African Spirituals Jazz would not exist if it weren’t for the sounds of traditional African spirituals and the thematic elements of oppression and deliverance they contain. Brought from Africa to America and born in the belly of the South, jazz soon grew legs, and with them, would run through many different generations, times of war, times of depression, and major cultural changes, all the while maintaining its influential force. African spirituals found their place among the slaves as they harvested the crop, cleaned the homes, tended the cattle, and kindled the heart and soul of America. The songs would become deeply ingrained in the culture of folk songs and tales, with influences of its music occurring and reoccurring for years to come.
One African folk song that many have associated specifically as being the seed from which jazz grew is “Wade in the Water”.Birthplace of Jazz and Other Cities By the 20th century, jazz is alive and well in New Orleans, a city where some of the greats would gain their sound and recognition – Jelly Roll Morton, Louis Armstrong, and the Original Dixieland Jazz Band. Each musician signified a varying genre of jazz, whether it was ragtime, trad, or dixieland, indicating its growth and popularity.
As time went on, jazz would find a home in several other corners of America – Harlem, where Billie Holiday moved audiences with her haunting performance of “Strange Fruit”, Chicago, where the future “King of Swing” Benny Goodman would find stardom, and Los Angeles, where the contemporary genre of cool jazz would find its beat. But jazz wasn’t just for America, it became widely popular in Europe as well, creating pockets of culture that today are considered historic. In Paris, Josephine Baker, despite her American nationality, entertained thousands with her dancing and singing, accompanied by jazz orchestra, and in Brussels, guitar musician, Django Reinhardt recorded several of his lively tunes, inadvertently inventing gypsy jazz. WWII and Jazz As jazz evolved with the changing world, it manifested more deeply with drinking and dancing culture.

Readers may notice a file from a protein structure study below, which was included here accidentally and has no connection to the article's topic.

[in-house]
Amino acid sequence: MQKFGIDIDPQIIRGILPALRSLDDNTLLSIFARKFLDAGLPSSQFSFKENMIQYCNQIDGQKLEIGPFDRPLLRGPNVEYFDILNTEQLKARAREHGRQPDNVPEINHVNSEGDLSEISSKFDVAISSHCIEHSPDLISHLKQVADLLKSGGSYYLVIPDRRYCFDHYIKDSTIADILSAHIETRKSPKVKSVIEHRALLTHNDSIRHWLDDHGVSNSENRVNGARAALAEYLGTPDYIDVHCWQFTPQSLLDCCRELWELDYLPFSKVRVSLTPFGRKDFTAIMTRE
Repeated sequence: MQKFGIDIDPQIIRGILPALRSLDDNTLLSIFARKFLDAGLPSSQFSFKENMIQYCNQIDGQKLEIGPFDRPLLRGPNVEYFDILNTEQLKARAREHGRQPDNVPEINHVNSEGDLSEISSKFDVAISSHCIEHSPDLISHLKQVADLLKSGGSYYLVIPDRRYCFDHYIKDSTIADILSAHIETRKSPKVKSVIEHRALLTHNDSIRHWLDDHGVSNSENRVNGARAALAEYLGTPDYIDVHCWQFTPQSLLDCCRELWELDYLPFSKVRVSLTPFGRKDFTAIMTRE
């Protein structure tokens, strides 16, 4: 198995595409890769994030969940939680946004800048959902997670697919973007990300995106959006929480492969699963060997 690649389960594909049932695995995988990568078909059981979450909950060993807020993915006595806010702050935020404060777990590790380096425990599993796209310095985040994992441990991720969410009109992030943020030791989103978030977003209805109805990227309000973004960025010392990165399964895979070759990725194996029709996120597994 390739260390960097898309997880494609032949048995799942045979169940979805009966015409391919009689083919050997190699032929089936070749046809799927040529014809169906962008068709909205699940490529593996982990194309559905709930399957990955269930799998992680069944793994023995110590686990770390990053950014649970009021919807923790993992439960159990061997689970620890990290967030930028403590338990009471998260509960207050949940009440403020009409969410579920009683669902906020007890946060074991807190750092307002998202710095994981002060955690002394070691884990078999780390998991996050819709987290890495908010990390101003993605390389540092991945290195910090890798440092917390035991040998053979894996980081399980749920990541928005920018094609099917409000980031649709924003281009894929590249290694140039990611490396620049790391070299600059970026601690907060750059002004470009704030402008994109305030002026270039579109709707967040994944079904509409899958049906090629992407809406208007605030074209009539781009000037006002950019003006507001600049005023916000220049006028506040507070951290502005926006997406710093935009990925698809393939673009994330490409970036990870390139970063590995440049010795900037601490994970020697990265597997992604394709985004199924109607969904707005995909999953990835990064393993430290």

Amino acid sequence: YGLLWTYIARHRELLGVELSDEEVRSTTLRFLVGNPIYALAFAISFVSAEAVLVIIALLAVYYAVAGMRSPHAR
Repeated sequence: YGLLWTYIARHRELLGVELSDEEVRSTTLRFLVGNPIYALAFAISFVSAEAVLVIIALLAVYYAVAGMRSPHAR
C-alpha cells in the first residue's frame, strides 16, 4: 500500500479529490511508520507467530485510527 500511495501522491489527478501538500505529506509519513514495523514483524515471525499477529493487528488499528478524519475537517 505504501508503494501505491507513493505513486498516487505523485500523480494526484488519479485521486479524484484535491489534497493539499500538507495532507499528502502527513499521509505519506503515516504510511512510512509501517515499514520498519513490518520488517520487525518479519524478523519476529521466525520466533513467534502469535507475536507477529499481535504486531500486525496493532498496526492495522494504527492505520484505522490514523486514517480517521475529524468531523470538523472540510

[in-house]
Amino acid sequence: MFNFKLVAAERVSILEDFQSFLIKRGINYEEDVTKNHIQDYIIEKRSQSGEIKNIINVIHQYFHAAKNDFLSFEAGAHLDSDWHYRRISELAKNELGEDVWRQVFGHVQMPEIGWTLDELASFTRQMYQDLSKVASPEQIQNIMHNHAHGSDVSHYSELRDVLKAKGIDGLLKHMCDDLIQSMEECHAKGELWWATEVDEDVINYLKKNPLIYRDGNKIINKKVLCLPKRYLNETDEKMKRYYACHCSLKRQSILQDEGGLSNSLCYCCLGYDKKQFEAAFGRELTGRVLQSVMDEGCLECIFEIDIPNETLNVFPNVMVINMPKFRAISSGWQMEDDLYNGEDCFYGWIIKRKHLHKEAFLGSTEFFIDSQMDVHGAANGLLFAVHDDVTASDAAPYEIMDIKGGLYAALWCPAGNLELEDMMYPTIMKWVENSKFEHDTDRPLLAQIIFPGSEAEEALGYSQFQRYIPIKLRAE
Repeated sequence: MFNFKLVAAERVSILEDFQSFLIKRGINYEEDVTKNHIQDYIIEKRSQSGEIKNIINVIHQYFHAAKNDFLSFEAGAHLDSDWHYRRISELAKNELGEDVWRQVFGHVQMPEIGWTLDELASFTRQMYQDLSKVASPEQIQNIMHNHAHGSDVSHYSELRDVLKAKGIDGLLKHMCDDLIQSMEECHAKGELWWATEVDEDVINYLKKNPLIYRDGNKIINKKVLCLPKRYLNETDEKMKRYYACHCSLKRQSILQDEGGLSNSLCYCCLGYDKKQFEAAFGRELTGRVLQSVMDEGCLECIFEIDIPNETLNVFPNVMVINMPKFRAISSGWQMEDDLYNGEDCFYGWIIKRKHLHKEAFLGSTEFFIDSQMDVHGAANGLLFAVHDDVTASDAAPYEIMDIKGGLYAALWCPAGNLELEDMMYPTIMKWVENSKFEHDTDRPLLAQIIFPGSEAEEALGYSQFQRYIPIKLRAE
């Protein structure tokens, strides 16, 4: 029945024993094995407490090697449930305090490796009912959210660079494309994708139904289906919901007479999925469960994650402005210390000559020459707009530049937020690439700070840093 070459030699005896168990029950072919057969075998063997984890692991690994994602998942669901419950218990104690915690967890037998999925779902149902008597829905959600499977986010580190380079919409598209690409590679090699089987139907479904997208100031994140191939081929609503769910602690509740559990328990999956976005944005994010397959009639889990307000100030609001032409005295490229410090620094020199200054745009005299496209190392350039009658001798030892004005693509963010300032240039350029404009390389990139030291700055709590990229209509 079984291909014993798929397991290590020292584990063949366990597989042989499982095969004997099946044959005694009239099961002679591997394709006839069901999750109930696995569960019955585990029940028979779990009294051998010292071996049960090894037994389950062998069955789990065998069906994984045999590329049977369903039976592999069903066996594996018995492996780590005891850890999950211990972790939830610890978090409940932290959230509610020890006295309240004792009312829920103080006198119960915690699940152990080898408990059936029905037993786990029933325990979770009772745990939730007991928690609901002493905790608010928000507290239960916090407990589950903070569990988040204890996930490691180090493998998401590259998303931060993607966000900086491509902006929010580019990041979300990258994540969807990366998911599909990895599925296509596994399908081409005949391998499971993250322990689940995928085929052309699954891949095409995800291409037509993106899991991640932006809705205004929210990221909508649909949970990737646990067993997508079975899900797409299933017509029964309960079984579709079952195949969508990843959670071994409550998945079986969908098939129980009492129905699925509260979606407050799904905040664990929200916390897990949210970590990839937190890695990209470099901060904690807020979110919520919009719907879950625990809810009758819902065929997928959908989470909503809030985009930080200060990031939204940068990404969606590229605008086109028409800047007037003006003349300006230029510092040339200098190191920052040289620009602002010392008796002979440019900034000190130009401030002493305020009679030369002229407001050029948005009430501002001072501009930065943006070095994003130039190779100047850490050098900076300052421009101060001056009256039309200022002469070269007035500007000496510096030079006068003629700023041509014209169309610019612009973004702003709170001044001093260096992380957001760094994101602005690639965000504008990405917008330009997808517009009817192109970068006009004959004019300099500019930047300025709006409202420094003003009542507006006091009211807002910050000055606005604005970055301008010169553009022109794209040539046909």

Famous jazz clubs sprung up, such as the Savoy and Cotton Club, where greats such as a young Ella Fitzgerald would gain their start to stardom. Glenn Miller and Duke Ellington created hits that people are still familiar with today. “In the Mood” and “It Don’t Mean a Thing (If it Ain’t Got That Swing)” had audiences flocking to night joints to not only hear the swing, but dance the swing. The beautiful brassy glow of the instruments, the same that were carried during New Orleans funerals as traditional brass bands were now beginning to entertain the masses with a new and contagious sound. The ’60’s,’70’s, & Today Following the swing came the days of the Rat Pack and jazz moved, subtly, from its origin in New Orleans and settled deeply into bustling New York City.
Just as quickly as the likes of Frank Sinatra and Bing Crosby could croon in mellow ballads as well as belt in boisterous, orchestrated tunes, other figures of jazz began to reclaim the genre from mainstream popularity. Leading this group was, what some would term, the anti-Rat Pack, jazz pianist, Thelonious Monk, bullfrog-cheeked trumpeter, Dizzy Gillespie, saxophonist Charlie Parker. They invited the improvisation most of us are familiar with today in modern jazz as a base quality for the genre.
This new jazz was not for everyone, but it would pave the way for more genres (hard bop and avant garde) and more musicians (Miles Davis and Sun Ra). Today, many wonder about the future of jazz and if it, indeed, has lived out its time. More contemporary works include more emphasis on electric guitar as well as a call to ethnic roots. No matter the future of the genre, the history itself of jazz will long not be forgotten.